a cheap and easy delicious staple to have on hand, this recipe comes together in minutes and is easily adaptable to whatever extra flavors you want to add or showcase. here’s what you’ll need: two cans of garbanzo beans, olive oil, tahini, half of a lemon, garlic, salt, and a food processor. just these ingredients will get you there for a deliciously simple hummus. i like to add some paprika and cumin to mine, sometimes some red pepper, maybe really heavy on the garlic… perhaps some kalamata olives. the point is, it’s a very dependable and adaptable base from which to build to your palate’s content. here’s how to do it: [spoiler: a lot of pulsing with a food processor]

open and drain the cans of garbanzo beans while reserving the liquid from one can. dump the drained beans into the food processor. add cloves of garlic or a spoonful or two of the pre-minced stuff. a heaping spoonful of tahini. this is basically sesame nut butter, it helps thicken the hummus and provide some body. you can usually find it in the kosher section of the grocery store. next add a few healthy glugs of olive oil. pulse the processor a few times to start breaking up the beans. they’ll be pretty chunky still. squeeze in the lemon juice taking care not to include the seeds, and add your spices if you want. i like paprika, cumin, cayenne pepper, harissa, etc.. go light on the salt at first, tasting as you go. it’s a lot harder to remove salt than add it ;) once your initial spices are in, start slowly adding the reserved liquid and pulsing until the hummus gets to a consistency you like. it should be thick but not necessarily chunky (unless you like it that way!) and stick to a chip, not runny like soupy beanwater.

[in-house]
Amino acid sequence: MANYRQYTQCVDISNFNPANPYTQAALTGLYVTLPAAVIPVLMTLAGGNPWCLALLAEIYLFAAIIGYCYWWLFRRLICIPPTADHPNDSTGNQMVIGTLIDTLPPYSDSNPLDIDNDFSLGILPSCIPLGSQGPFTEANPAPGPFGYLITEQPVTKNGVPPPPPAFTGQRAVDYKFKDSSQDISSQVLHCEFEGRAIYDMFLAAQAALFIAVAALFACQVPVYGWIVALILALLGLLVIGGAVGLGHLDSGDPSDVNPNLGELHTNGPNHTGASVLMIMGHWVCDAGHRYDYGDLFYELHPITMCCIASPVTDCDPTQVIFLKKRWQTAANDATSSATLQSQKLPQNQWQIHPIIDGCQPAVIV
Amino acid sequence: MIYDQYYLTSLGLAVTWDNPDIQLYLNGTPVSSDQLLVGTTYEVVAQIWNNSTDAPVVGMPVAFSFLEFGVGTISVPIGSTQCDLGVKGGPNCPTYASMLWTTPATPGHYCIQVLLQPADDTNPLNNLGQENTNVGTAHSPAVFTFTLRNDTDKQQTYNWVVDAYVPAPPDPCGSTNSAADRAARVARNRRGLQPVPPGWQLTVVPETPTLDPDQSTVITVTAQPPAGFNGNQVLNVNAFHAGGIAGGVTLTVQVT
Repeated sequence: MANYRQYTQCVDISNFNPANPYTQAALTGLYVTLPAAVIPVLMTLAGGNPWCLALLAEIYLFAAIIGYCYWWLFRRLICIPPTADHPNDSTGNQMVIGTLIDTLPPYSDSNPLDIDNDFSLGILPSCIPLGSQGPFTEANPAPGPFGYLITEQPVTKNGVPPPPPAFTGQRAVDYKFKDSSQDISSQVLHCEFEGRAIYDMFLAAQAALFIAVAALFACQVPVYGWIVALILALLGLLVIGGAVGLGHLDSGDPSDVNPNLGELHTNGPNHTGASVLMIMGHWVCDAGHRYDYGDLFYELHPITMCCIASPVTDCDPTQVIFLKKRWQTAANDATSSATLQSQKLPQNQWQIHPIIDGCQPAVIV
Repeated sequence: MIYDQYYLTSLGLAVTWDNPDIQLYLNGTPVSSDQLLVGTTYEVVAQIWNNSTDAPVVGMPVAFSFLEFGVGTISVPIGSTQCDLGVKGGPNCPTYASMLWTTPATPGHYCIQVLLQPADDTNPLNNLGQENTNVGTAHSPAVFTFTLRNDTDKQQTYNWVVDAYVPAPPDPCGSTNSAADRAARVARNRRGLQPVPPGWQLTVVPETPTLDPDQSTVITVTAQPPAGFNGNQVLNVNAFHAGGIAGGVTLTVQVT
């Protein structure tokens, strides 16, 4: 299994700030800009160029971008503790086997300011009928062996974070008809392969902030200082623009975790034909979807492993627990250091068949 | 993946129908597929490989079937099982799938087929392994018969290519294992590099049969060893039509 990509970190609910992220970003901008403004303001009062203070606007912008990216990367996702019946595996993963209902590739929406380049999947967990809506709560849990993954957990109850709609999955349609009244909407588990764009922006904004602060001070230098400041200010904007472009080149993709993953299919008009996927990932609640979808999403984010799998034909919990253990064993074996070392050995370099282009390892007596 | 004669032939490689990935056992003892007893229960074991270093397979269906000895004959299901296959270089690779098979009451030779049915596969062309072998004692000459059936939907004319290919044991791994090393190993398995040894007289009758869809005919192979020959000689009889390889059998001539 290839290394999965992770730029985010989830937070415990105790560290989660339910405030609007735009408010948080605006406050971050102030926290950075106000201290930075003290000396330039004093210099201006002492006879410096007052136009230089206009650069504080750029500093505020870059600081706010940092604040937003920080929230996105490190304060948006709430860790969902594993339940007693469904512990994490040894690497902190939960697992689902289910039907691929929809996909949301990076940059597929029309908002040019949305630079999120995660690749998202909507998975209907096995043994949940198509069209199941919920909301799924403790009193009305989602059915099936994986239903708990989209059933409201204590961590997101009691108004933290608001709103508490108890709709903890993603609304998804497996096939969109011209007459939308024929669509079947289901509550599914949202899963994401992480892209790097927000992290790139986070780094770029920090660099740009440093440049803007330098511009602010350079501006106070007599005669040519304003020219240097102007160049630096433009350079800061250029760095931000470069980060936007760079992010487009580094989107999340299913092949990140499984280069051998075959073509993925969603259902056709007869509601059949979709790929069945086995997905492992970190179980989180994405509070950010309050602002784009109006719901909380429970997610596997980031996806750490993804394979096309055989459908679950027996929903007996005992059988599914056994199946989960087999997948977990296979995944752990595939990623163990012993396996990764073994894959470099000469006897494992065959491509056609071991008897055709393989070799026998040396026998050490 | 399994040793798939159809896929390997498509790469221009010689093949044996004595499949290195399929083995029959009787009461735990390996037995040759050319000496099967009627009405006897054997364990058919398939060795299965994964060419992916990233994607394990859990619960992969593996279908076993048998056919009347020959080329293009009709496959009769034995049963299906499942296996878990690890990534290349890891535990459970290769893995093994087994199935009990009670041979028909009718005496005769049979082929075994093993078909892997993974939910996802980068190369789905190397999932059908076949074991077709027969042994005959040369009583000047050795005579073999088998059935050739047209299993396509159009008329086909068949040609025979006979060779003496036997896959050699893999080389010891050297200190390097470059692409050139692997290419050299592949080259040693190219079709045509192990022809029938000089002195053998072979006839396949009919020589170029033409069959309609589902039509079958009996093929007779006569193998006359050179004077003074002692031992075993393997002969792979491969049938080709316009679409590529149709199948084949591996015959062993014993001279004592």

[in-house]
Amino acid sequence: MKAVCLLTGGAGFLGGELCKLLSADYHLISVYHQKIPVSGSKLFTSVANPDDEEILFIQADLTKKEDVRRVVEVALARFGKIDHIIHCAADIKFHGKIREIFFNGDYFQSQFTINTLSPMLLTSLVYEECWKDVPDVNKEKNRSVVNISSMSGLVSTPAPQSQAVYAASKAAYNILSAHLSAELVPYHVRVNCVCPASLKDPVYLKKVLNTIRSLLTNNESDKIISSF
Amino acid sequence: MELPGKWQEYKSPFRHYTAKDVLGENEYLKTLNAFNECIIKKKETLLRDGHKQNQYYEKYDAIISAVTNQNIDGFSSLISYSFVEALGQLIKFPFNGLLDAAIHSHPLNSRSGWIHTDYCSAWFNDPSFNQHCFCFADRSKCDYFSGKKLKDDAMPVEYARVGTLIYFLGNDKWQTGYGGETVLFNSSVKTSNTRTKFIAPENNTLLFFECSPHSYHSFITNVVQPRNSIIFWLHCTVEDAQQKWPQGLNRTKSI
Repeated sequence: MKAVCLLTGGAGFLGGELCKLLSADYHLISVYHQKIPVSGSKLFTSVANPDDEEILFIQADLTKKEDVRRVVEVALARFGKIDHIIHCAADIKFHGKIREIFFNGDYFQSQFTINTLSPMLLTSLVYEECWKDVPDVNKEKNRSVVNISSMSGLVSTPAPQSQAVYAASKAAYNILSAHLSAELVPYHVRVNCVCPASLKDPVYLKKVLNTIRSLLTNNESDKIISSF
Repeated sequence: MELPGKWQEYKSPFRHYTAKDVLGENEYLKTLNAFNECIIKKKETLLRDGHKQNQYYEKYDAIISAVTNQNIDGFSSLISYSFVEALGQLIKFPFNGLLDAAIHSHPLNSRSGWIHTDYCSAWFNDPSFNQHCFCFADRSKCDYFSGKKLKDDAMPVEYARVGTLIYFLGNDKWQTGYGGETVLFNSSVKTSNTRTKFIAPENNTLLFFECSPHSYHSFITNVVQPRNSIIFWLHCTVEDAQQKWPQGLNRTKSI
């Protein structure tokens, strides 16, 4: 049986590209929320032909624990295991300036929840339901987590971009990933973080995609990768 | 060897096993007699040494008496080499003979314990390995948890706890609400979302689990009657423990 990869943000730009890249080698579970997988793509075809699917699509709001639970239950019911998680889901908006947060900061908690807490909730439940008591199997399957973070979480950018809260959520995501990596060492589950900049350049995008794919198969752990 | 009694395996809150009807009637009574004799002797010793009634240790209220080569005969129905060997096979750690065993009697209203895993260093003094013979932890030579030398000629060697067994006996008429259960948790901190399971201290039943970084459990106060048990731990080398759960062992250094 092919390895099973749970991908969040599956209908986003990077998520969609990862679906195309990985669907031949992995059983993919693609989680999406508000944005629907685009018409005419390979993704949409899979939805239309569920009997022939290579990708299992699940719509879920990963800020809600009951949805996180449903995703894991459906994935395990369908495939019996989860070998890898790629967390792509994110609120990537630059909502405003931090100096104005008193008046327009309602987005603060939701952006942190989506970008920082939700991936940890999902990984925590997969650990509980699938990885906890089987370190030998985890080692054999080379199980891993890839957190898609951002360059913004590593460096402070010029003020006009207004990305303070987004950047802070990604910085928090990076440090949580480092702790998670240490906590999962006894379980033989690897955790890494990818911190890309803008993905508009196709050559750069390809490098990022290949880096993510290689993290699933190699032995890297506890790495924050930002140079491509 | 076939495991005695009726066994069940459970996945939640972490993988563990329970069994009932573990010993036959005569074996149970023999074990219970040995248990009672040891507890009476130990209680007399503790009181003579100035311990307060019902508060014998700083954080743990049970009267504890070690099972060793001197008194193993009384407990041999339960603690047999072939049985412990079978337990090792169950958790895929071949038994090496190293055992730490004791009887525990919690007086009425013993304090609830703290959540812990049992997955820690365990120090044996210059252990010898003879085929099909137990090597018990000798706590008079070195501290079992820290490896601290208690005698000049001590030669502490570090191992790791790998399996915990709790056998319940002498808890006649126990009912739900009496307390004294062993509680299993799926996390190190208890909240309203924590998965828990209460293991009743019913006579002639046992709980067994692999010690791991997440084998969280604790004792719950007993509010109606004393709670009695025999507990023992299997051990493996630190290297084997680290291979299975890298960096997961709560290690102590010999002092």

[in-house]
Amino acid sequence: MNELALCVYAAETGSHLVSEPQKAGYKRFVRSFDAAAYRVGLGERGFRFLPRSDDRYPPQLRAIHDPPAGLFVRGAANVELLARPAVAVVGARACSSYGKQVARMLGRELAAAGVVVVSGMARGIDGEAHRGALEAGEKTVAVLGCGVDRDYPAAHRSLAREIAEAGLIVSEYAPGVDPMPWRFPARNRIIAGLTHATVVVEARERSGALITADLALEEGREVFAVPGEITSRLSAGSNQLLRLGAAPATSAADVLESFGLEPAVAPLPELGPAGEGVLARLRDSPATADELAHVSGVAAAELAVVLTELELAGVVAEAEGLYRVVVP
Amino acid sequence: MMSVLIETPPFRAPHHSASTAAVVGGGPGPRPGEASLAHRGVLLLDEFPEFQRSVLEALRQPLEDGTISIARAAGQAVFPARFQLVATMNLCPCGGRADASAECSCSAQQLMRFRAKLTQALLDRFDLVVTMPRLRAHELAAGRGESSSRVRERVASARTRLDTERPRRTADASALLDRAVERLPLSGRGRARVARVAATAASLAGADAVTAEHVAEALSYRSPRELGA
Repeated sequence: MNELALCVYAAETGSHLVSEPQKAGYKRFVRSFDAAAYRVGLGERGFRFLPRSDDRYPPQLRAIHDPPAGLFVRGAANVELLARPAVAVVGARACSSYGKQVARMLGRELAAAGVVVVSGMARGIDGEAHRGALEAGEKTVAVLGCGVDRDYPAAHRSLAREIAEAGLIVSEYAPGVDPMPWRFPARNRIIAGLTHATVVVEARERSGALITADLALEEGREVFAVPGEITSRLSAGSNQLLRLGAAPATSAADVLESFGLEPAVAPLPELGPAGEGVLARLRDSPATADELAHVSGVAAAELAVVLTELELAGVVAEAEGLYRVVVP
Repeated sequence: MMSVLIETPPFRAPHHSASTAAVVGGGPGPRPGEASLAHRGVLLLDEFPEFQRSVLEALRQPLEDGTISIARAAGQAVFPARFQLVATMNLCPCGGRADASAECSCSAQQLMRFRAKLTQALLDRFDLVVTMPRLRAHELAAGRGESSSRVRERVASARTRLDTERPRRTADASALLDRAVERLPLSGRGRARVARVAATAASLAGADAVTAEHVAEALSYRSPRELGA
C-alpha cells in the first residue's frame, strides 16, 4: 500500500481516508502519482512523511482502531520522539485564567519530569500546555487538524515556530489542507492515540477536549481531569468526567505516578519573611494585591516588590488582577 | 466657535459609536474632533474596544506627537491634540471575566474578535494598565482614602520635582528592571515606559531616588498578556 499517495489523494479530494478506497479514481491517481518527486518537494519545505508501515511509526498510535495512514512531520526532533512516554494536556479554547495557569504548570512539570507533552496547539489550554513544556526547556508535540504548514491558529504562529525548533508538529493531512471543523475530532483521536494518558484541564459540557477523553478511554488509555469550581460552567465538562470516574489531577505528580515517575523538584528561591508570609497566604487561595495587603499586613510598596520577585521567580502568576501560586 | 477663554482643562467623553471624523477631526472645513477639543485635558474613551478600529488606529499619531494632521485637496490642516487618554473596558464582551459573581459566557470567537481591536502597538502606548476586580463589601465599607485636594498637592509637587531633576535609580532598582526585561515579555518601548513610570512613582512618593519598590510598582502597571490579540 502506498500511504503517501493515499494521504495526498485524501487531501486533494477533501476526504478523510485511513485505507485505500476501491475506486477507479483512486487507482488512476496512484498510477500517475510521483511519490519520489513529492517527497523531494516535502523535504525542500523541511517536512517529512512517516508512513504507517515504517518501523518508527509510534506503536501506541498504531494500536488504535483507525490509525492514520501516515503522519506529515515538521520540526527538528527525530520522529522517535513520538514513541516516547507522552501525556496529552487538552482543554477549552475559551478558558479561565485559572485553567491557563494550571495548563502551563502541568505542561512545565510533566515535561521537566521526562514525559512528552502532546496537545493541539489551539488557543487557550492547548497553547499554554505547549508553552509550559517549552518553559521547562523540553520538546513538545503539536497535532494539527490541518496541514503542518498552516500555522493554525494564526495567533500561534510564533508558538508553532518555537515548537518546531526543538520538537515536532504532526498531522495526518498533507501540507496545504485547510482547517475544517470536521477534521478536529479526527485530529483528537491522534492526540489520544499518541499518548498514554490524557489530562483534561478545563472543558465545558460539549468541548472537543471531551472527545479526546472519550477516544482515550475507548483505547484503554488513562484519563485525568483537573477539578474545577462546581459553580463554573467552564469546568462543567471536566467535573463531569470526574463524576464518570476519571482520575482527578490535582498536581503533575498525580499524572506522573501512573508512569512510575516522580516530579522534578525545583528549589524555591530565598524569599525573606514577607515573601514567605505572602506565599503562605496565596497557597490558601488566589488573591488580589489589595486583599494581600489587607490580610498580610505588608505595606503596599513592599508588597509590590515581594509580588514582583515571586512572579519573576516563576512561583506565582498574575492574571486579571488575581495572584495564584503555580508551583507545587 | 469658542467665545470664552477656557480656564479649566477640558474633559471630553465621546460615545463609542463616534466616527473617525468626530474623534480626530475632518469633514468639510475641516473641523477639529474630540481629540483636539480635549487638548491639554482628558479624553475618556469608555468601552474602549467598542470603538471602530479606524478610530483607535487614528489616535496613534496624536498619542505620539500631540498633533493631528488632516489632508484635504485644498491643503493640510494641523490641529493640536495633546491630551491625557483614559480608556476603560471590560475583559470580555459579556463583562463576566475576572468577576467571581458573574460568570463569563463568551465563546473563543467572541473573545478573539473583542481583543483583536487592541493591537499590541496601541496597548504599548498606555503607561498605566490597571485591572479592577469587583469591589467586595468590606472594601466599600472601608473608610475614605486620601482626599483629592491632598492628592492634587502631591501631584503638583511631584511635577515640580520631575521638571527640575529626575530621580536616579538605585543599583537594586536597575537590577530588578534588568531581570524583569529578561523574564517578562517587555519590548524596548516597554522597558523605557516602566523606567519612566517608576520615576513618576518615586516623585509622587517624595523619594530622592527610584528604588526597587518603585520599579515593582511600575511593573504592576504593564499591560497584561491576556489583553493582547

my advice is to taste as you go and adjust as necessary. add more spices, liquid, tahini as needed. usually a dash or two of salt at the end ties it all together. if you’re using other ingredients (like olives, roasted red bell peppers, mama’s lil peppers, obscene amounts of garlic, etc.) include some chopped in the early stages when you are initially pulsing the beans, and save some more to set on top of the finished product if you want a fancier presentation.

that’s all there is to it!

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